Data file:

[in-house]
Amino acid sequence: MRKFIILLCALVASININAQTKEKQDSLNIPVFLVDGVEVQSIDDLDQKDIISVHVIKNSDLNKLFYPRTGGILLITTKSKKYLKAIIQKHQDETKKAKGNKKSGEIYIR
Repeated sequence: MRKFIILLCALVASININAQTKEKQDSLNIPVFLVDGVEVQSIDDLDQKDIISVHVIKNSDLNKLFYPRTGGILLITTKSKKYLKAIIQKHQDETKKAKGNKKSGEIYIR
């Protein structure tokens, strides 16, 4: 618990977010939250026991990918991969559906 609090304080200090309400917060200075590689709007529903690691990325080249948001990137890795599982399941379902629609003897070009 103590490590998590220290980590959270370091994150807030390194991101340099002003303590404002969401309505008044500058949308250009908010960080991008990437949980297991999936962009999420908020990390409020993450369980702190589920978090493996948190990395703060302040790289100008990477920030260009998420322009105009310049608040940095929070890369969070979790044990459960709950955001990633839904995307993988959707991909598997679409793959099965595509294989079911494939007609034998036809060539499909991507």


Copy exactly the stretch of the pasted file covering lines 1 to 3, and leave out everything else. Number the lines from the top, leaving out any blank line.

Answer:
[in-house]
Amino acid sequence: MRKFIILLCALVASININAQTKEKQDSLNIPVFLVDGVEVQSIDDLDQKDIISVHVIKNSDLNKLFYPRTGGILLITTKSKKYLKAIIQKHQDETKKAKGNKKSGEIYIR
Repeated sequence: MRKFIILLCALVASININAQTKEKQDSLNIPVFLVDGVEVQSIDDLDQKDIISVHVIKNSDLNKLFYPRTGGILLITTKSKKYLKAIIQKHQDETKKAKGNKKSGEIYIR